African Union Bans Donkey Skin Trade

February 19, 2024

Source: The Donkey Sanctuary
Source: The Donkey Sanctuary

African Heads of State have agreed a landmark moratorium on the donkey skin trade. The agreement was reached on February 18 during the 37th African Union Summit in Ethiopia.

Over the last decade, Africa has seen its donkey population decimated due to Chinese demand for ejiao, a gelatine used in traditional Chinese medicine that is made from boiling down donkey skins. Believed to have unsubstantiated health benefits, demand for ejiao has obliterated China’s own donkey population, leading to huge export industries in Africa and South America.

The milestone agreement will help protect the continent’s 33 million donkeys from being stolen, trafficked and slaughtered, and will also safeguard tens of thousands of communities across Africa that rely on donkeys for their wellbeing and livelihoods.

In November 2022, donkey welfare organization Brooke was secretariat of the Pan African Donkey Conference in Tanzania, where ministers signed the historic Dar es Salaam declaration that kick started Union discussions to ban the trade.

The outcome of the Summit also follows publication of figures from The Donkey Sanctuary which show that globally at least 5.9 million donkeys are slaughtered for their skins every year to meet demand from China. The figure represents The Donkey Sanctuary’s most conservative estimate and is projected to reach 6.7 million by 2027.

Dr Calvin Solomon Onyango, Director of The Donkey Sanctuary in Kenya, said: “Here in Kenya we see first-hand the devastating impact of the donkey skin trade. Not just the horrific treatment of these gentle animals, but also the effect it has on women, children and the communities who rely on donkeys for their social and economic lives.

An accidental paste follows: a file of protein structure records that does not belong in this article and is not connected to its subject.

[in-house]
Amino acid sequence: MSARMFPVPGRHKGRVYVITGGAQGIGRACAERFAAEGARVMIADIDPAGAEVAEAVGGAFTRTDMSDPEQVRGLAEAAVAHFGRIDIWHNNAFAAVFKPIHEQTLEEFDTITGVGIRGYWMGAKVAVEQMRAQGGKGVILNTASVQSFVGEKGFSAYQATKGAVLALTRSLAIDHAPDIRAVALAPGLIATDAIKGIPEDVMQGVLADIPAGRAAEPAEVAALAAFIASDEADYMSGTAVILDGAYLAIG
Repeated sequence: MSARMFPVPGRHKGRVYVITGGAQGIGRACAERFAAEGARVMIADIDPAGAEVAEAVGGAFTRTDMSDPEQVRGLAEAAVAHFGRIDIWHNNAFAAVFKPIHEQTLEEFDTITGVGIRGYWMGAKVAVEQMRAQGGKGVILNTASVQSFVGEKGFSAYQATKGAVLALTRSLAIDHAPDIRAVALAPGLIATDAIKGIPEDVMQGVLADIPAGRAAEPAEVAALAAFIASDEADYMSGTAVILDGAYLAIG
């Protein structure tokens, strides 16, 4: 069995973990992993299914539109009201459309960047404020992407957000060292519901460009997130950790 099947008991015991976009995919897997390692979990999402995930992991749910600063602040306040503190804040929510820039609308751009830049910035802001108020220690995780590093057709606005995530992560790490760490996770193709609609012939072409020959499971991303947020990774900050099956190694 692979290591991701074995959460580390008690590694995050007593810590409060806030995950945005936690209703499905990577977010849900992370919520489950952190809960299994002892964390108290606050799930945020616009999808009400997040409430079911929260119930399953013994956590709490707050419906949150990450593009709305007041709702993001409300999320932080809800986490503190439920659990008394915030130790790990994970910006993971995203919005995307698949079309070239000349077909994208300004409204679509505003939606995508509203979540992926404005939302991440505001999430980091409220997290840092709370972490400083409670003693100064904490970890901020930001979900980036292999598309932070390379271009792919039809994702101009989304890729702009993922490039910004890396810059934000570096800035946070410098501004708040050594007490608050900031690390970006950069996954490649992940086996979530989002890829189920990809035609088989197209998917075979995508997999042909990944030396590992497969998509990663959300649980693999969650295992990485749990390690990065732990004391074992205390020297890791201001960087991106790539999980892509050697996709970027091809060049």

"Based on what we have seen here in Kenya, if the exploitation of donkeys were to continue at the rate we had been seeing, in another three to six years, donkeys could be joining rhino and elephants as an endangered species in Africa.”

In Brazil, where donkeys are also trafficked and killed for their skins, legislation to ban the slaughter of all equines is expected to pass the National Congress in 2024.

Investigations by The Donkey Sanctuary have shown that trade and shipping channels used by skin traders are exploited by criminals engaged in wildlife, arms and drug trafficking and other illegal activities such as money laundering, passport fraud and corruption. The goods are distributed using established shipping channels using vague and misleading labelling to avoid detection.

Additionally, the transportation of untreated skins and improper disposal of donkey carcasses risks the spread of infectious diseases such as anthrax. Carcasses or hides are known to be a particular risk for transmission of anthrax, and there is a risk of exposure to those who have access to bodies and body parts such as shipping workers or abattoir workers.

“This trade in potentially hazardous materials, shipped between countries often via indirect routes with limited or, at times, no visibility of country of origin or disease status of animals, has serious implications for the global shipping industry,” reports The Donkey Sanctuary in its 2022 report The Global Trade in Donkey Skins: A Ticking Time Bomb.

The report recommends that the shipping industry should:

1. Refuse to carry consignments of donkey skins.

2. Introduce a specific HS code for consignments of donkey skins instead of using a generic code that is also used for consignments of bovine and other skins.

3. Mandate the use of risk assessments and suitable mitigation to account for potentially infectious clinical waste material.

4. Raise awareness among the industry about the potential health risks associated with hazardous animal-derived skins.


Logistics News

ICTSI Manila Takes Delivery of New Quay Cranes

ICTSI Manila Takes Delivery of New Quay Cranes

Muddy Water Dredging Christens Marlin Class Dredge

Muddy Water Dredging Christens Marlin Class Dredge

One-on-One: Rob Langford, VP, Global Offshore Wind, ABS

One-on-One: Rob Langford, VP, Global Offshore Wind, ABS

First in "Prima Plus Class", Norwegian Aqua Launched

First in "Prima Plus Class", Norwegian Aqua Launched

Subscribe for Maritime Logistics Professional E‑News